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A Delicate Ship

It's Christmas Eve — except it's not — in Anna Ziegler's new three-character drama about the haunting nature of relationships.

Nick Westrate as Nate, Miriam Silverman as Sarah, and Matt Dellapina as Sam in the Playwrights Realm production of Anna Ziegler's A Delicate Ship, directed by Margo Bordelon, at the Peter Jay Sharp Theater.
(© Jenny Anderson)

Memories never vanish entirely. It might be harder over time to recall what one wore to a certain event, or the way a former lover kissed, but it's still there, somewhere, in the vast recesses of our mind. All it takes is a trigger to make it reappear, clear as day. This is Anna Ziegler's jumping-off point in A Delicate Ship, a gorgeously sweet and sad three-character drama being given an excellent production by the Playwrights Realm at the Peter Jay Sharp Theater.

A Delicate Ship is set on two different planes. The first is fairly ordinary: a modestly decorated New York City apartment with hardwood floors and a decent view. The time is Christmas Eve. Sarah (Miriam Silverman) and Sam (Matt Dellapina) are a relatively new couple spending their first holiday together. Sam is convinced it will be the first of many. That is, until Nate (Nick Westrate) barges in.

Nate is Sarah's oldest (and best, though she'll never tell him) friend. He's a loose canon compared with Sarah, a social worker, and Sam, a paralegal who wants to be a musician. Nate's Christmas gifts are a bottle of champagne, a joint, and a bag of cheese doodles. Nate's arrival — and his willingness to start revealing secrets — upends an otherwise pleasant evening. "Did you guys go out, or something?" asks Sam. "Oh no, it's much more serious than that," Nate replies.

What actually happened was a long time ago. In fact, the Christmas Eve during which A Delicate Ship takes place was a long time ago, too. The second plane on which the 80-minute work lies is memory. Through an exceedingly simple theatrical device — the breaking of the fourth wall — Ziegler explores how upsetting moments never leave us entirely; they're just placed into a different compartment until a trigger makes them reappear as if they took place an hour ago.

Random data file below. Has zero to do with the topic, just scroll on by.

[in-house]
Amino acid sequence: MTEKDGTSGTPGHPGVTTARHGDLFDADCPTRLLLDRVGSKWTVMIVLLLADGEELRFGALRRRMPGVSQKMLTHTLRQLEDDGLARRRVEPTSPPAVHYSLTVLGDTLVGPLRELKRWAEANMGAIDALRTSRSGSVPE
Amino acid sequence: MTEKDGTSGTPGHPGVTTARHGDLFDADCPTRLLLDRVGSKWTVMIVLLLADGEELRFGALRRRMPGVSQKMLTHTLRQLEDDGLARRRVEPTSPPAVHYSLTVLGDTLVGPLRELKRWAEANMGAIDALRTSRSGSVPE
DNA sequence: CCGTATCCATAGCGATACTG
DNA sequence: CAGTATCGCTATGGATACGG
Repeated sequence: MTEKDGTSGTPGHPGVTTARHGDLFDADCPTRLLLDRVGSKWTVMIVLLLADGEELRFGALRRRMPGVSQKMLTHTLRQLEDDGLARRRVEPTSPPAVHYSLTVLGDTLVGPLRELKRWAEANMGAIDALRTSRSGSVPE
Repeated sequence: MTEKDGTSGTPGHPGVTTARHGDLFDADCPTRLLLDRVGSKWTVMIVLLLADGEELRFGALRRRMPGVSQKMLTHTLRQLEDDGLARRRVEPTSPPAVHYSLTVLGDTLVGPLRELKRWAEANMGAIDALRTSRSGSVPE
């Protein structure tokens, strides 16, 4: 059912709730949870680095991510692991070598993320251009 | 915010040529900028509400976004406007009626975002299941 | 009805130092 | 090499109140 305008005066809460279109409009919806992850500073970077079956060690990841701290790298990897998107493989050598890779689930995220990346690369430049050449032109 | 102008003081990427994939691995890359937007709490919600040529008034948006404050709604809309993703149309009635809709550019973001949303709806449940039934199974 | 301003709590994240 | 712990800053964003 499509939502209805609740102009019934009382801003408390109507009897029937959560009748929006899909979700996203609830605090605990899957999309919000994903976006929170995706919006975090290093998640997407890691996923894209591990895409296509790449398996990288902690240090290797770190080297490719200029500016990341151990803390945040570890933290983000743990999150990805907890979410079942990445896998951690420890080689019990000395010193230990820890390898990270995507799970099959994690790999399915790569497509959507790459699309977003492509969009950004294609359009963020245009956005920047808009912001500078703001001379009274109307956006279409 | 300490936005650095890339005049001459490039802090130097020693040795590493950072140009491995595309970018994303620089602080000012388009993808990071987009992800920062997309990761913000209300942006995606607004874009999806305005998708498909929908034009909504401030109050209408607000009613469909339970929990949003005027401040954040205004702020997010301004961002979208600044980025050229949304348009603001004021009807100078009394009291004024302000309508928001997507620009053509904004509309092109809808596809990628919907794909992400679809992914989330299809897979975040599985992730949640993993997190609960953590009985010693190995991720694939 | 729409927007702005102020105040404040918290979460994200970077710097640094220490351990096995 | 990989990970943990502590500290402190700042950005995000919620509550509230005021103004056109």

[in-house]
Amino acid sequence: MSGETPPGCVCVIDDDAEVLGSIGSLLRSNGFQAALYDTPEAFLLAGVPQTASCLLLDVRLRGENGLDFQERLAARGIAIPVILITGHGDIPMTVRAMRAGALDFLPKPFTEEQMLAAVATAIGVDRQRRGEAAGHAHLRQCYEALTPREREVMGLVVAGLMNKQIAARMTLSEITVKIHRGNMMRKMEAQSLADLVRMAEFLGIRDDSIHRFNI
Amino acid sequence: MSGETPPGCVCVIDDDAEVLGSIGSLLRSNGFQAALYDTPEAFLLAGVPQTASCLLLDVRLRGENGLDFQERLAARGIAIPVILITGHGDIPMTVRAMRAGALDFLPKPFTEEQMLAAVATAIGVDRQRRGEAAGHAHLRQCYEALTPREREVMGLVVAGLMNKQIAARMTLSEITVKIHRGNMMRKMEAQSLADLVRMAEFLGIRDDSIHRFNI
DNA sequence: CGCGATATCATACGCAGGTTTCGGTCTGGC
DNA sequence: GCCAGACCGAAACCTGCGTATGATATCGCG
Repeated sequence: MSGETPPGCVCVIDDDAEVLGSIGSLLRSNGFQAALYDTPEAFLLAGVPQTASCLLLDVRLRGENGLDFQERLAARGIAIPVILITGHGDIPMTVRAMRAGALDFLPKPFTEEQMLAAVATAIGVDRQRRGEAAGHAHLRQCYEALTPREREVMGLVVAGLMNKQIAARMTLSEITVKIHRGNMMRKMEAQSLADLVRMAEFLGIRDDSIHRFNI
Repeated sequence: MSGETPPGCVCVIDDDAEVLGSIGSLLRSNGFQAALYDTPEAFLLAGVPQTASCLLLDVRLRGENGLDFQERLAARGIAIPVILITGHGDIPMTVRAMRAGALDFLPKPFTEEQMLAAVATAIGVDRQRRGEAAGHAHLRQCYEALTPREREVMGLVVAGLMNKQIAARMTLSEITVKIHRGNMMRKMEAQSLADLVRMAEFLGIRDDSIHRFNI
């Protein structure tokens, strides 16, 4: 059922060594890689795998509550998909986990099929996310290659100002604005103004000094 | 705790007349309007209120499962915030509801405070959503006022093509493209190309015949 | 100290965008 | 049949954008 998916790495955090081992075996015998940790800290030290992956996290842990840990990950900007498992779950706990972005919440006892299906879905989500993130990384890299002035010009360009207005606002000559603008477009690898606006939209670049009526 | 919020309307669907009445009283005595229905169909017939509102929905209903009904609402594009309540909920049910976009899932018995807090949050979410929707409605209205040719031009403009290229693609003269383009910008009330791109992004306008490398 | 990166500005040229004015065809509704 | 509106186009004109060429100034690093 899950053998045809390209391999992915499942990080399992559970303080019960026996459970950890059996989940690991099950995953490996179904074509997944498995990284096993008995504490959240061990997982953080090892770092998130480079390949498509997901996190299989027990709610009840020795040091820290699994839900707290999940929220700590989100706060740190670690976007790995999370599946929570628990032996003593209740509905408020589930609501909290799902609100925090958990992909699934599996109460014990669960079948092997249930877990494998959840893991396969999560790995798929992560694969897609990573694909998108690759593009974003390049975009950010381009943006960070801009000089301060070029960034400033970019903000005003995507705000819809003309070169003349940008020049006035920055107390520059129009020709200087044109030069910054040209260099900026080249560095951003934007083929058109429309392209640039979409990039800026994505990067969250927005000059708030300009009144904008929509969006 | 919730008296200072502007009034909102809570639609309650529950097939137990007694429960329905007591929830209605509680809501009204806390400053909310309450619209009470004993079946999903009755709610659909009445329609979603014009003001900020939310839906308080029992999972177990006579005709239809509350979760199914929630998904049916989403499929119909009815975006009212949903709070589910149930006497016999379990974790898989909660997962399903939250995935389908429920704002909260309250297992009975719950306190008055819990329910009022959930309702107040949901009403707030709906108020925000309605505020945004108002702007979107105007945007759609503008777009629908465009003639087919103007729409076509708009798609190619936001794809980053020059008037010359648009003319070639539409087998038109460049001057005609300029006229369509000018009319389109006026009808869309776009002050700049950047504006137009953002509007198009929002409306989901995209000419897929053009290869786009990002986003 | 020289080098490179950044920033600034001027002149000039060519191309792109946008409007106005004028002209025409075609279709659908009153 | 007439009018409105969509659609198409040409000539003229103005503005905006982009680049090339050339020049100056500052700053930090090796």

Yet unlike The Glass Menagerie, the direct address here isn't limited to just one character. Ziegler allows her entire trio to come and go from the story as they please — narrating, providing backstory, and clarifying the events. They do so in a language that is more heightened and poetic than the starkly naturalistic dialogue of the living-room scenes.

In most theatrical situations, the melding of the real and the artificial never quite gel. Given how disparate these two forms inherently are, it's almost surprising that A Delicate Ship works as well as it does. Ziegler has written a lovely piece that not only has the musicality of a fugue, but also contains an emotional center that will be familiar to anyone who has ever seen a relationship end.

That Ziegler's script has been given such an engaging production is almost an added bonus. Director Margot Bordelon guides her cast into three deeply felt, thoroughly human performances that effectively function on their own but, like the characters themselves, would be completely lost if left alone. The levels of deep-seated vulnerability displayed by Silverman, Dellapina, and, particularly, Westrate, are astonishing in both their beauty and sadness.

Bordelon's creative team works on a similarly ethereal level. Reid Thompson's set is wall-less, allowing the actors to jump in and out of scenes as needed. Nicole Pearce's lighting rises and falls depending on the nature of the text. Sydney Maresca's costumes are exactly what you'd be wearing on a bitter cold evening in late December.

Memory is a tricky thing, especially when it comes to deciding how you want to remember a particular person. Ziegler doesn't sugarcoat this fact, and perhaps that's why A Delicate Ship is so notable. As in real life when we conjure a moment that did us extreme damage, it hurts us to an almost impossible degree. And it does for these characters, too.